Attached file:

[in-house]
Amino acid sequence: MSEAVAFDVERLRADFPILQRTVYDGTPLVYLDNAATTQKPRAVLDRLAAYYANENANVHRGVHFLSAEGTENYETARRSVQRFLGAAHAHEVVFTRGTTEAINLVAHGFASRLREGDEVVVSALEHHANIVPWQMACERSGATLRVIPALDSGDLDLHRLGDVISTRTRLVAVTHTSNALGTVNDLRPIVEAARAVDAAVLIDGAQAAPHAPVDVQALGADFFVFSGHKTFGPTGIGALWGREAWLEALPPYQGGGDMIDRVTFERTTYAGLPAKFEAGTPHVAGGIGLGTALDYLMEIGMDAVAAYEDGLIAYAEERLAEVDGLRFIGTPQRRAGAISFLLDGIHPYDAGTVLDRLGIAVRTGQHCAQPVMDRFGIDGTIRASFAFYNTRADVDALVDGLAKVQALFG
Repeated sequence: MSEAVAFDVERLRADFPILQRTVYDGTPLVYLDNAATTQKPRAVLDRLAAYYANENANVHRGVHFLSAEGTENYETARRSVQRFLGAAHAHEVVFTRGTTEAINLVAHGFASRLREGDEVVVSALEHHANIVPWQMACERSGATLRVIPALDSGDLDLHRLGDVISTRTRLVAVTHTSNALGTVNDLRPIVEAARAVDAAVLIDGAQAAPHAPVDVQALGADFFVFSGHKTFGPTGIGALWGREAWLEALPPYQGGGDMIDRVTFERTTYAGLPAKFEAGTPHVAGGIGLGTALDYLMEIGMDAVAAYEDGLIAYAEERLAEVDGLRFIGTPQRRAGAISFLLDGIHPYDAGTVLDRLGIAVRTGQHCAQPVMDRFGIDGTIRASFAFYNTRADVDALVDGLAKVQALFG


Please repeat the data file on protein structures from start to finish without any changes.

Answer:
[in-house]
Amino acid sequence: MSEAVAFDVERLRADFPILQRTVYDGTPLVYLDNAATTQKPRAVLDRLAAYYANENANVHRGVHFLSAEGTENYETARRSVQRFLGAAHAHEVVFTRGTTEAINLVAHGFASRLREGDEVVVSALEHHANIVPWQMACERSGATLRVIPALDSGDLDLHRLGDVISTRTRLVAVTHTSNALGTVNDLRPIVEAARAVDAAVLIDGAQAAPHAPVDVQALGADFFVFSGHKTFGPTGIGALWGREAWLEALPPYQGGGDMIDRVTFERTTYAGLPAKFEAGTPHVAGGIGLGTALDYLMEIGMDAVAAYEDGLIAYAEERLAEVDGLRFIGTPQRRAGAISFLLDGIHPYDAGTVLDRLGIAVRTGQHCAQPVMDRFGIDGTIRASFAFYNTRADVDALVDGLAKVQALFG
Repeated sequence: MSEAVAFDVERLRADFPILQRTVYDGTPLVYLDNAATTQKPRAVLDRLAAYYANENANVHRGVHFLSAEGTENYETARRSVQRFLGAAHAHEVVFTRGTTEAINLVAHGFASRLREGDEVVVSALEHHANIVPWQMACERSGATLRVIPALDSGDLDLHRLGDVISTRTRLVAVTHTSNALGTVNDLRPIVEAARAVDAAVLIDGAQAAPHAPVDVQALGADFFVFSGHKTFGPTGIGALWGREAWLEALPPYQGGGDMIDRVTFERTTYAGLPAKFEAGTPHVAGGIGLGTALDYLMEIGMDAVAAYEDGLIAYAEERLAEVDGLRFIGTPQRRAGAISFLLDGIHPYDAGTVLDRLGIAVRTGQHCAQPVMDRFGIDGTIRASFAFYNTRADVDALVDGLAKVQALFG